September #147 : The Castaways - by Nicole Joseph

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Table of Contents

The Castaways

Undress for Success

Stomaching Nausea

No Behind Left Behind

Hep C Drug to the Rescue?

Garlic Pill Warning

Mexicanos y HIV

Can Hypnosis Tame PN Pain?

Getting Out and Staying Healthy

Throwing the Book at Marijuana

Kidney News

Tribal Council

The Good Germs

Wedding Crashers

Running on Empty

The Freshman

Red-Carpet Ready


Please Do Stop His Music

The Incredible Bulk

M·A·C Attack

Birthday Girls

Editor's Letter-September 2008

Mailbox-September 2008


GMHC Treatment Issues-September 2008

Most Popular Lessons

The HIV Life Cycle


Herpes Simplex Virus

Syphilis & Neurosyphilis

Treatments for Opportunistic Infections (OIs)

What is AIDS & HIV?

Hepatitis & HIV

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September 2008

The Castaways

by Nicole Joseph

Many of the estimated 11,000 people living with AIDS in the U.S. commonwealth of Puerto Rico have been abandoned and left for dead. The local and federal officials entrusted with protecting their health have been accused of mismanaging AIDS funding, which leaves positive Puerto Ricans in a lethal limbo between American and Puerto Rican aid—and feeling utterly lost on their own island.

At 2 a.m. on a warm night in April 2007, Anselmo Fonseca—a leading AIDS activist in San Juan, Puerto Rico—was awakened by a call from a crying woman. Her name was Yolanda, and two days earlier her brother Ariel, who was living with AIDS, had become terribly ill. Yolanda and her mother had checked him into a local clinic. But they learned that he’d been transferred, without their knowledge or approval, to a hospital. The reason? The clinic doctor who’d first seen Ariel had pronounced him “rotten” and refused to treat him. When Yolanda reached the hospital, she found that the situation there was no better. Ariel had been placed in a tiny, hot room with a broken ceiling fan and was left unattended by doctors and nurses—who, Fonseca believes, were afraid to touch Ariel for fear of contracting HIV.

When Fonseca got Yolanda’s call, he immediately set to work on Ariel’s behalf. Having advocated for people living with HIV in Puerto Rico for almost a decade, he lobbed calls to his network of activists, politicians and government officials. Within hours, he got Puerto Rico’s secretary of health on the phone and explained Ariel’s crisis, employing the trademark Fonseca mix of outrage and logic. The next day, the hospital finally ordered Ariel’s meds, which he hadn’t been receiving. But two days before they arrived, he passed away.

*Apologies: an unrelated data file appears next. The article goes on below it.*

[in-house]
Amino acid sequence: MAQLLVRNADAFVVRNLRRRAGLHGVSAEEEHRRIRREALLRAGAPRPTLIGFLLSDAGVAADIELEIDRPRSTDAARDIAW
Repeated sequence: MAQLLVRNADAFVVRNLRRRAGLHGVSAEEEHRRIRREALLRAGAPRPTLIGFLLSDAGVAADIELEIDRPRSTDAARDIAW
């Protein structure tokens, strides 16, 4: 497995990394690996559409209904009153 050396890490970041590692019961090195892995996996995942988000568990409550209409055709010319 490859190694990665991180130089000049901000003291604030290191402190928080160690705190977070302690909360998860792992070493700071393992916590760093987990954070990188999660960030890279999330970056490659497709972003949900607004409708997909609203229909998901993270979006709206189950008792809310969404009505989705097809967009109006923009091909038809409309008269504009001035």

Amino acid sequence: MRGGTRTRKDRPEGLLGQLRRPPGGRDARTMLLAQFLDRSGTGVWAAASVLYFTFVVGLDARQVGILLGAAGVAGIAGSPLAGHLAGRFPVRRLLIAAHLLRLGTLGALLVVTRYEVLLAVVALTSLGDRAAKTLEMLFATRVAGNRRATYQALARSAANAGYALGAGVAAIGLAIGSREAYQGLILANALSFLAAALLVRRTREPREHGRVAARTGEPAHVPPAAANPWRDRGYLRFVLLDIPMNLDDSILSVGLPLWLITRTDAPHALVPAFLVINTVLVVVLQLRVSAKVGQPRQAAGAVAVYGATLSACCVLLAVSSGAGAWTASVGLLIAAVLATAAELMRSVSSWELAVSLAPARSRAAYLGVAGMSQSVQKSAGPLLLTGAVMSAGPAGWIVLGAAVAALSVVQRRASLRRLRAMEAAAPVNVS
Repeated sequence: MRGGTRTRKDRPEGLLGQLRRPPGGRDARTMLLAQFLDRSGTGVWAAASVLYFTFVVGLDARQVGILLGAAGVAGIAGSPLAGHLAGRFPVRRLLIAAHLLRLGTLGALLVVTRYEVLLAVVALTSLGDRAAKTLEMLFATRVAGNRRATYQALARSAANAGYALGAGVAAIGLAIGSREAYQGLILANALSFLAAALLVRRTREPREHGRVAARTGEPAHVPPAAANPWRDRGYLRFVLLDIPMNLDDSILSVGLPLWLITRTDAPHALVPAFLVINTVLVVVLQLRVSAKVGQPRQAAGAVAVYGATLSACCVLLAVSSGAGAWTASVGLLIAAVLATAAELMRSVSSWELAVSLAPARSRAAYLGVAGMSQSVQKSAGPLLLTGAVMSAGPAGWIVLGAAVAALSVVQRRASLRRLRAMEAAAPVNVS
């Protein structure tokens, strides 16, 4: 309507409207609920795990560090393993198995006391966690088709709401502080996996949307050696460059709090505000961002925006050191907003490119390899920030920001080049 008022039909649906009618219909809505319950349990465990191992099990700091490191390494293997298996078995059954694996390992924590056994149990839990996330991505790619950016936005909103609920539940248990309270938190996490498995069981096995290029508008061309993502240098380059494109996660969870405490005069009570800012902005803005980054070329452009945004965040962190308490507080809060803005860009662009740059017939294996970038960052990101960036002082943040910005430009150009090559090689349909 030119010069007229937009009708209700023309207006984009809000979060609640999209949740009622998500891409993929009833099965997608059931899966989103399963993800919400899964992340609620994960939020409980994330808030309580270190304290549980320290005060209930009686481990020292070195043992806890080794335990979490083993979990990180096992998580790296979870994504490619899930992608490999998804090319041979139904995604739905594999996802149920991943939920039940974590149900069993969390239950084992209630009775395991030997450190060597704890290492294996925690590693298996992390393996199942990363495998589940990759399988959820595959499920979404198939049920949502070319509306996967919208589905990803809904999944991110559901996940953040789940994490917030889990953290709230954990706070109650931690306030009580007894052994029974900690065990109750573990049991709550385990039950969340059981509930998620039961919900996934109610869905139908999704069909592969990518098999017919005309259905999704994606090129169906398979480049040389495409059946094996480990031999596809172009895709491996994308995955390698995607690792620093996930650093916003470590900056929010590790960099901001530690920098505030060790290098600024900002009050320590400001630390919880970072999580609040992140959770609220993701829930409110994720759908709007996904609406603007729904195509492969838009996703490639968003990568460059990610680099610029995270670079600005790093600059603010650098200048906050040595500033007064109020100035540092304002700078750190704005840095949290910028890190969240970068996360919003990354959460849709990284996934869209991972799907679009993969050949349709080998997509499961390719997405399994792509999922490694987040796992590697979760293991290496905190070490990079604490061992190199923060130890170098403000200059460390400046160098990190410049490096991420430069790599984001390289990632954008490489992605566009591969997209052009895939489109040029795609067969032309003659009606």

Ariel’s story is but one example of the hundreds of Puerto Ricans who lose their lives each year to their homeland’s AIDS health care crisis, which has devastated the island for more than 10 years. The AIDS prevalence rate there is almost twice that of the mainland, and positive people are going without services and medications. Yolanda and Fonseca typify the many family members, friends and activists who are forced to face the crisis each day—as they lose loved ones and watch a community crumble because of HIV stigma and a lack of infrastructure to care for and treat people in need.

That’s why Ariel’s death hardly surprised Fonseca. Mention the words “Puerto Rican AIDS crisis” and everyone— from the 11,000 Puerto Ricans estimated to be living with AIDS, to the doctors and nurses working in the island’s hospitals and clinics, to Washington, DC, officials who direct funds for services to the island, to activists both in the States and in Puerto Rico—invariably sighs. It is a sigh of disgust, an acknowledgement that the problem has no discernible solution—at least not anytime soon.

The crisis is complex: an ongoing problem with injection-drug use; a lack of services for positive people, especially in rural areas; crippling stigma around the behaviors that lead to HIV infection; a deep-seated debate about the island’s status as a U.S. territory; and the disappearance of federally allocated HIV/AIDS funds.

Year after year, rallies have been held, letters have been written and pledges have been made. AIDS advocates have proposed and implemented a number of short- and long-term solutions. Yet blame is placed on one party and responsibility is then shifted to another, while HIV infection rates on the island, which is a U.S. territory with little say in Washington, DC, and no formal congressional representation, soar. Activists and people living with HIV feel abandoned both on a large scale—from the federal government—and on a very individual and personal scale, as in the case of Ariel, left alone in his hospital room. Sandy Torres, an activist who runs a community-based food program for HIV-positive people on the island, put it this way: “Who cares about Puerto Rico?